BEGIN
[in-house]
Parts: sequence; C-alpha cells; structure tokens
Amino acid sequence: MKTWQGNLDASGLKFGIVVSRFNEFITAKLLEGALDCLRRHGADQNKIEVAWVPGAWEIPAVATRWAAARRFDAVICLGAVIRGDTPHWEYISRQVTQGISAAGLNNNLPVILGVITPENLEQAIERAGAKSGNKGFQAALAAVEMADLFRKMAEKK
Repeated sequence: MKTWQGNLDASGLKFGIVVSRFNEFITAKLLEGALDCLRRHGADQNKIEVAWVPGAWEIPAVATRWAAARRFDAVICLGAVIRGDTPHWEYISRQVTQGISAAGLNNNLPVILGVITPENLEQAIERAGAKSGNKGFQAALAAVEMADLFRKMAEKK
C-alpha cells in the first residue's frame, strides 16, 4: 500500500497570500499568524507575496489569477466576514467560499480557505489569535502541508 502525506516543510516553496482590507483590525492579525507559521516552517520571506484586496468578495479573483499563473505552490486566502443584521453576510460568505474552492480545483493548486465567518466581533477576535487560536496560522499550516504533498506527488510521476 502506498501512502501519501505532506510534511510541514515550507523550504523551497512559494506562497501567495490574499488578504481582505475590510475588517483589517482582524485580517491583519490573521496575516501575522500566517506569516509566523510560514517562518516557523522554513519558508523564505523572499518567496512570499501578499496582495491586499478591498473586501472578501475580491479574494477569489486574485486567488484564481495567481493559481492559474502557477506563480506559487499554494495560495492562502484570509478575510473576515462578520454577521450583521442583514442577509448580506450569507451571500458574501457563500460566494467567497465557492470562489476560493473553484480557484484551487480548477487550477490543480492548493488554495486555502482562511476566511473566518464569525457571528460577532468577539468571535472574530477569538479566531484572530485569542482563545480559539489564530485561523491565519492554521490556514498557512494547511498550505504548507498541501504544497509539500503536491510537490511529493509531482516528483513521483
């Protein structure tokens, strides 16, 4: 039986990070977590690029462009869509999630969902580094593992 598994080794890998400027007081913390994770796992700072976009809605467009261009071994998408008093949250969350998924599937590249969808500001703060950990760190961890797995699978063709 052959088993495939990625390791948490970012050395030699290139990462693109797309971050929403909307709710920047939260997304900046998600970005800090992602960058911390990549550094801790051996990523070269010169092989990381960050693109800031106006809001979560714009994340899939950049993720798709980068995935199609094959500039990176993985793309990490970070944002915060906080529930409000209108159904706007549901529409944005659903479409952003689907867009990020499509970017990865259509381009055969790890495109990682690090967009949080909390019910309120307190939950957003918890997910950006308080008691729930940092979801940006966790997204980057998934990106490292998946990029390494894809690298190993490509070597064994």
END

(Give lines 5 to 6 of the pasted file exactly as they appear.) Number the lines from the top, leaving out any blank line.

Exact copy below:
C-alpha cells in the first residue's frame, strides 16, 4: 500500500497570500499568524507575496489569477466576514467560499480557505489569535502541508 502525506516543510516553496482590507483590525492579525507559521516552517520571506484586496468578495479573483499563473505552490486566502443584521453576510460568505474552492480545483493548486465567518466581533477576535487560536496560522499550516504533498506527488510521476 502506498501512502501519501505532506510534511510541514515550507523550504523551497512559494506562497501567495490574499488578504481582505475590510475588517483589517482582524485580517491583519490573521496575516501575522500566517506569516509566523510560514517562518516557523522554513519558508523564505523572499518567496512570499501578499496582495491586499478591498473586501472578501475580491479574494477569489486574485486567488484564481495567481493559481492559474502557477506563480506559487499554494495560495492562502484570509478575510473576515462578520454577521450583521442583514442577509448580506450569507451571500458574501457563500460566494467567497465557492470562489476560493473553484480557484484551487480548477487550477490543480492548493488554495486555502482562511476566511473566518464569525457571528460577532468577539468571535472574530477569538479566531484572530485569542482563545480559539489564530485561523491565519492554521490556514498557512494547511498550505504548507498541501504544497509539500503536491510537490511529493509531482516528483513521483
């Protein structure tokens, strides 16, 4: 039986990070977590690029462009869509999630969902580094593992 598994080794890998400027007081913390994770796992700072976009809605467009261009071994998408008093949250969350998924599937590249969808500001703060950990760190961890797995699978063709 052959088993495939990625390791948490970012050395030699290139990462693109797309971050929403909307709710920047939260997304900046998600970005800090992602960058911390990549550094801790051996990523070269010169092989990381960050693109800031106006809001979560714009994340899939950049993720798709980068995935199609094959500039990176993985793309990490970070944002915060906080529930409000209108159904706007549901529409944005659903479409952003689907867009990020499509970017990865259509381009055969790890495109990682690090967009949080909390019910309120307190939950957003918890997910950006308080008691729930940092979801940006966790997204980057998934990106490292998946990029390494894809690298190993490509070597064994």